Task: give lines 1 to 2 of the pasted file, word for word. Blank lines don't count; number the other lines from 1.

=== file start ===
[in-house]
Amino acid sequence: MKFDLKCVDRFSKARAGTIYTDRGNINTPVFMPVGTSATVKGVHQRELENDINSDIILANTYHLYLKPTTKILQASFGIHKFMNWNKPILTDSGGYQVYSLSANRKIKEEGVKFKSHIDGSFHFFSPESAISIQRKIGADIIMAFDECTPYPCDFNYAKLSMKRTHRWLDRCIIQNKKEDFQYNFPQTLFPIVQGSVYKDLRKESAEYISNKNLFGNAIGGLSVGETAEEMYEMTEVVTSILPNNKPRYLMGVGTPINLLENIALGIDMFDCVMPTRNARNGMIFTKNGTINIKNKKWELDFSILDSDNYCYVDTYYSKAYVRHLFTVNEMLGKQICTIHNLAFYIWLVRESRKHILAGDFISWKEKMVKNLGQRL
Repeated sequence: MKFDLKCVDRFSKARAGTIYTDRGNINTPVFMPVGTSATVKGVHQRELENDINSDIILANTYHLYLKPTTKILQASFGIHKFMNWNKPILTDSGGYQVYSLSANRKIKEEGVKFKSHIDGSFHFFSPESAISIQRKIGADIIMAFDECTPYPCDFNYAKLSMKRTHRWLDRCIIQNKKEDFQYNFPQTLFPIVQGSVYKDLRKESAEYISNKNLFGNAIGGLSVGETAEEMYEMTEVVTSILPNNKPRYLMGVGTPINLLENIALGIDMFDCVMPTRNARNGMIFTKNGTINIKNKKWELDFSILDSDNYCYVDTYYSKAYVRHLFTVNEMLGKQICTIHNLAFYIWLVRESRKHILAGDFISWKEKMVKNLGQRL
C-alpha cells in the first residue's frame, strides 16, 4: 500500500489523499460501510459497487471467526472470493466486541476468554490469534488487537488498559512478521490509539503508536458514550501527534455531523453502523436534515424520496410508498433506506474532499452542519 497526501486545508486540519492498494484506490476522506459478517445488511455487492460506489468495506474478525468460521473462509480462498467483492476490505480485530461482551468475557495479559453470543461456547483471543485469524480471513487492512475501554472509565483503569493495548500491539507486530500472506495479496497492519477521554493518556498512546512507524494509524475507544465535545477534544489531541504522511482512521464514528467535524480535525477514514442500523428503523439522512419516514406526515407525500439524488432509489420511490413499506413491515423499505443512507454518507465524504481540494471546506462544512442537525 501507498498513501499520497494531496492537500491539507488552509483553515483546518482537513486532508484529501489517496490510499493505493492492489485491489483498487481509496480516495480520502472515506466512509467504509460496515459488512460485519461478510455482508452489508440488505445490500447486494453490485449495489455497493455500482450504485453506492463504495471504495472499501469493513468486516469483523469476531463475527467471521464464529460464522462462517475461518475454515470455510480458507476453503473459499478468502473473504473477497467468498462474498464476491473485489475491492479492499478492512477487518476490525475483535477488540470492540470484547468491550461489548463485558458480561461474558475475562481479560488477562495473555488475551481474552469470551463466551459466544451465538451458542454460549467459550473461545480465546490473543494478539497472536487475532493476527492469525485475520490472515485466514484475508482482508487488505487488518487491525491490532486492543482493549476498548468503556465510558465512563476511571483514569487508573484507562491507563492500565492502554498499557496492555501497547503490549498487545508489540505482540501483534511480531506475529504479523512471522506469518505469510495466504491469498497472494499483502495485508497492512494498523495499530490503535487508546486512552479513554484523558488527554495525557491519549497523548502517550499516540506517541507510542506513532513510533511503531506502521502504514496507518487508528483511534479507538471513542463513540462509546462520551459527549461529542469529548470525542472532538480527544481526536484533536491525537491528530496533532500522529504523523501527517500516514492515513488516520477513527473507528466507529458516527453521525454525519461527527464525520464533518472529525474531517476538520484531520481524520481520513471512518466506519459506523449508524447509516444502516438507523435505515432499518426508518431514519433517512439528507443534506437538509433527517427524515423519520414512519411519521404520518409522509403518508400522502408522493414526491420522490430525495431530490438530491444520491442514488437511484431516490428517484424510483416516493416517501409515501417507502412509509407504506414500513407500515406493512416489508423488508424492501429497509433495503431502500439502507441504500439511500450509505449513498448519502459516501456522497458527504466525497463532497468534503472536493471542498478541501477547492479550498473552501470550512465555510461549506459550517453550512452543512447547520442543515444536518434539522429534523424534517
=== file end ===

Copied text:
[in-house]
Amino acid sequence: MKFDLKCVDRFSKARAGTIYTDRGNINTPVFMPVGTSATVKGVHQRELENDINSDIILANTYHLYLKPTTKILQASFGIHKFMNWNKPILTDSGGYQVYSLSANRKIKEEGVKFKSHIDGSFHFFSPESAISIQRKIGADIIMAFDECTPYPCDFNYAKLSMKRTHRWLDRCIIQNKKEDFQYNFPQTLFPIVQGSVYKDLRKESAEYISNKNLFGNAIGGLSVGETAEEMYEMTEVVTSILPNNKPRYLMGVGTPINLLENIALGIDMFDCVMPTRNARNGMIFTKNGTINIKNKKWELDFSILDSDNYCYVDTYYSKAYVRHLFTVNEMLGKQICTIHNLAFYIWLVRESRKHILAGDFISWKEKMVKNLGQRL